Colorado has long been considered a “rolling conformity” state with respect to its state income tax conformity to the Internal Revenue Code (IRC). Essentially, Colorado adopts IRC provisions and amendments unless state legislation is enacted to specifically de-conform from them. Historically, this rolling conformity was perceived as automatic, without limitation, when a provision or an amendment to the IRC took effect.
When the Coronavirus Aid, Relief, and Economic Security Act (CARES Act) was enacted on March 27, 2020, it made several retroactive changes to the IRC that affected the 2018 and 2019 tax years. Therefore, taxpayers were surprised when the Colorado Department of Revenue (DOR) instituted Emergency Rule 39-22-103(5.3) in June 2020—which subsequently became permanent in September 2020—clarifying that changes to the IRC would only be adopted in the state income tax code for the tax year in which they were enacted and for prospective tax years. The emergency rule thereby prohibited the application of retroactive provisions of the CARES Act to reduce federal taxable income via means of enhanced net operating losses, excess business losses, business interest expense, and accelerated depreciation.
Prior to the emergency rule’s enactment, businessman Philip Anschutz and his wife Nancy amended their 2018 federal and Colorado tax returns to request income tax refunds as a result of the enhanced excess business loss deduction provided by the CARES Act. When the Colorado DOR denied the refund based on the interpretation of the statute in the emergency rule, the Anschutzes filed in City and County of Denver District Court arguing the language of the statute automatically adopts IRC amendments regardless of whether such amendments are for tax years prior to the year of enactment. The district court ruled in favor of the Colorado DOR; however, the Colorado Court of Appeals recently reversed in favor of the Anschutzes, deciding the emergency rule was in conflict with the plain language of the statute.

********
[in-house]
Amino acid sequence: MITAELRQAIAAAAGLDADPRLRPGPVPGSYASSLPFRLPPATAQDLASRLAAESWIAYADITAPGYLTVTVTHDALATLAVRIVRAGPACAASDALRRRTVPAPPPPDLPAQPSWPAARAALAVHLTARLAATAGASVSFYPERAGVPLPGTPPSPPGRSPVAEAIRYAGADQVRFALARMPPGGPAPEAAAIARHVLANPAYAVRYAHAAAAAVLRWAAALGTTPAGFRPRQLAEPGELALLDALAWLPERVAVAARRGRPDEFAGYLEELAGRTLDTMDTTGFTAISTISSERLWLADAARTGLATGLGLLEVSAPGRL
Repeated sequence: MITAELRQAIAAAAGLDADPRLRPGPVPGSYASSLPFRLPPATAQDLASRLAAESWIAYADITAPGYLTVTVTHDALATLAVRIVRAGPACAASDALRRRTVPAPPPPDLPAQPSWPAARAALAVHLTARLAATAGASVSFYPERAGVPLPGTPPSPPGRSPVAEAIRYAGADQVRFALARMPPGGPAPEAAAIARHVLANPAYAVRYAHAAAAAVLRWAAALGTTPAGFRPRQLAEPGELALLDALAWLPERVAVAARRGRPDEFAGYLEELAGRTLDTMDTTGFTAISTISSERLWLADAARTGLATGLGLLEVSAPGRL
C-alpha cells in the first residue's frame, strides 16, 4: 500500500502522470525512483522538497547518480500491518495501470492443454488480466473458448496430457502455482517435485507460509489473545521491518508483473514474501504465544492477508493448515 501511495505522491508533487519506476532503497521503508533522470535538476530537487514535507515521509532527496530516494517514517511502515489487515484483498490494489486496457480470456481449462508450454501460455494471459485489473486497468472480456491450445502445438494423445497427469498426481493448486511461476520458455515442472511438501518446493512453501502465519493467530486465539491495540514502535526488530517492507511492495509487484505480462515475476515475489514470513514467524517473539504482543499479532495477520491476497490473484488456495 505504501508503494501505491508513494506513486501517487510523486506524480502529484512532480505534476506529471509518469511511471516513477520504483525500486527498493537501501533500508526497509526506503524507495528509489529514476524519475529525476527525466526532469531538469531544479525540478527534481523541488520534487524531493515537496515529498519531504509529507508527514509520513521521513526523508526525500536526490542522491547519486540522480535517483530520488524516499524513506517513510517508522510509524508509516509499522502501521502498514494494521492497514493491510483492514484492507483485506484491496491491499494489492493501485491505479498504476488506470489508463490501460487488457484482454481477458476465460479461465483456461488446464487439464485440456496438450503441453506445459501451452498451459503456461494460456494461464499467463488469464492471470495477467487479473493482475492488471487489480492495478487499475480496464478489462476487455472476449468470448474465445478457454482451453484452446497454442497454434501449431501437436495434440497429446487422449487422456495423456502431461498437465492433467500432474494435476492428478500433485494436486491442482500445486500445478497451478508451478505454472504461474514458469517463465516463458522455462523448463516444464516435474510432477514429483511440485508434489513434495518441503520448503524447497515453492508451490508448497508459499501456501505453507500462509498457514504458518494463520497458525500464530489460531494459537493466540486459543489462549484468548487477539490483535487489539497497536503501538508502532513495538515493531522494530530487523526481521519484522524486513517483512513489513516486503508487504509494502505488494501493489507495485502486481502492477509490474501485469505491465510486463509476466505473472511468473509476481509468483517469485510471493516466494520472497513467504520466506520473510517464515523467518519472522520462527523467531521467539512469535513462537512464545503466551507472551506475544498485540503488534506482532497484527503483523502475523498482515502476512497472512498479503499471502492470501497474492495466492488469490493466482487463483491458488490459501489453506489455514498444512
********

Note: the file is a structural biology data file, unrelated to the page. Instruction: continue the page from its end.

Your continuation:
The Colorado General Assembly enacted Section 39-22-104(3)(l)-(n) in July 2020 de-conforming from the enhanced net operating loss, excess business loss, and business interest expense provisions of the CARES Act, specifically for income tax years ending on and after enactment of the CARES Act, but before January 1, 2021, as well as income tax years beginning on and after enactment of the CARES Act, but before January 1, 2021. To afford taxpayers an equitable adjustment for the de-conformities created by §39-22-104(3)(l)-(n) and the emergency rule, the General Assembly also enacted a subtraction modification in §39-22-104(4)(z) in January 2021 for the difference between federal taxable income determined under the CARES Act and federal taxable income as interpreted under state income tax law by the DOR. The Anschutzes’ victory, nonetheless, may provide both corporate and individual taxpayers a potential refund opportunity for certain tax years. Taxpayers who would have benefited from provisions such as enhanced net operating losses, excess business loss deductions, business interest expense, and accelerated depreciation on qualified improvement property should contact their tax advisor to assess whether a protective refund claim should be filed for any tax years affected by Colorado’s de-conformity from the CARES Act as a result of the emergency rule.